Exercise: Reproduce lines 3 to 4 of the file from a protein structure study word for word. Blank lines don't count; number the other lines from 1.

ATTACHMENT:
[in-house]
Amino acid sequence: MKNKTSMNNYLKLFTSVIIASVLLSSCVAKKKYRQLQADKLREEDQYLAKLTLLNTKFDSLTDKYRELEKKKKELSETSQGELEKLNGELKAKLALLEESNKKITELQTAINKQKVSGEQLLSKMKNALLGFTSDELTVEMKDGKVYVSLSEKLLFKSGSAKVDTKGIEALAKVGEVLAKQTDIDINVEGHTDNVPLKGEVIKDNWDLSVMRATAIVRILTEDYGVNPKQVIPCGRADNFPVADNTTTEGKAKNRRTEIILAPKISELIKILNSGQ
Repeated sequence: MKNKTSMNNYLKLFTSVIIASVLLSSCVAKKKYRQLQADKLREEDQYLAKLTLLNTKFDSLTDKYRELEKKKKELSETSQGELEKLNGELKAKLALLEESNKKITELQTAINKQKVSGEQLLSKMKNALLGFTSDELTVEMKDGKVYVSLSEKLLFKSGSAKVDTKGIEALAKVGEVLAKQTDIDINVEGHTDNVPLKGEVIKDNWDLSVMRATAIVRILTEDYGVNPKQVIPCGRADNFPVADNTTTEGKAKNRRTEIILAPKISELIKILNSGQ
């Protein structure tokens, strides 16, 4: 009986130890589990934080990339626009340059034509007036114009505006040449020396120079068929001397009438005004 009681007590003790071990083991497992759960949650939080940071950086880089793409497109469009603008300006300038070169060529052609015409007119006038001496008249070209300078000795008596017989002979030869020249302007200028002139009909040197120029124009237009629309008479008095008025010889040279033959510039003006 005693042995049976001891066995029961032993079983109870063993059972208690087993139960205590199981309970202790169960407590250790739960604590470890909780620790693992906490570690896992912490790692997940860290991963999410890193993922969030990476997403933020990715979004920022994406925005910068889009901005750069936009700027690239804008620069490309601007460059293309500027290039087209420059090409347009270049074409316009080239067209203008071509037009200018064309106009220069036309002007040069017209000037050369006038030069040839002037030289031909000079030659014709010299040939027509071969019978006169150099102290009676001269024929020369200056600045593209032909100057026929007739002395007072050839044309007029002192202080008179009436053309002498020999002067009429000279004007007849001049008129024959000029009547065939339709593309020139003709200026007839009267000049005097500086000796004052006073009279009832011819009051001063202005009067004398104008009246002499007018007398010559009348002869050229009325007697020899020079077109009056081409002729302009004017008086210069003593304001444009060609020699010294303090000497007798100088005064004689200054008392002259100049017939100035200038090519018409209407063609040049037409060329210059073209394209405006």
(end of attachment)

Repeated sequence: MKNKTSMNNYLKLFTSVIIASVLLSSCVAKKKYRQLQADKLREEDQYLAKLTLLNTKFDSLTDKYRELEKKKKELSETSQGELEKLNGELKAKLALLEESNKKITELQTAINKQKVSGEQLLSKMKNALLGFTSDELTVEMKDGKVYVSLSEKLLFKSGSAKVDTKGIEALAKVGEVLAKQTDIDINVEGHTDNVPLKGEVIKDNWDLSVMRATAIVRILTEDYGVNPKQVIPCGRADNFPVADNTTTEGKAKNRRTEIILAPKISELIKILNSGQ
């Protein structure tokens, strides 16, 4: 009986130890589990934080990339626009340059034509007036114009505006040449020396120079068929001397009438005004 009681007590003790071990083991497992759960949650939080940071950086880089793409497109469009603008300006300038070169060529052609015409007119006038001496008249070209300078000795008596017989002979030869020249302007200028002139009909040197120029124009237009629309008479008095008025010889040279033959510039003006 005693042995049976001891066995029961032993079983109870063993059972208690087993139960205590199981309970202790169960407590250790739960604590470890909780620790693992906490570690896992912490790692997940860290991963999410890193993922969030990476997403933020990715979004920022994406925005910068889009901005750069936009700027690239804008620069490309601007460059293309500027290039087209420059090409347009270049074409316009080239067209203008071509037009200018064309106009220069036309002007040069017209000037050369006038030069040839002037030289031909000079030659014709010299040939027509071969019978006169150099102290009676001269024929020369200056600045593209032909100057026929007739002395007072050839044309007029002192202080008179009436053309002498020999002067009429000279004007007849001049008129024959000029009547065939339709593309020139003709200026007839009267000049005097500086000796004052006073009279009832011819009051001063202005009067004398104008009246002499007018007398010559009348002869050229009325007697020899020079077109009056081409002729302009004017008086210069003593304001444009060609020699010294303090000497007798100088005064004689200054008392002259100049017939100035200038090519018409209407063609040049037409060329210059073209394209405006």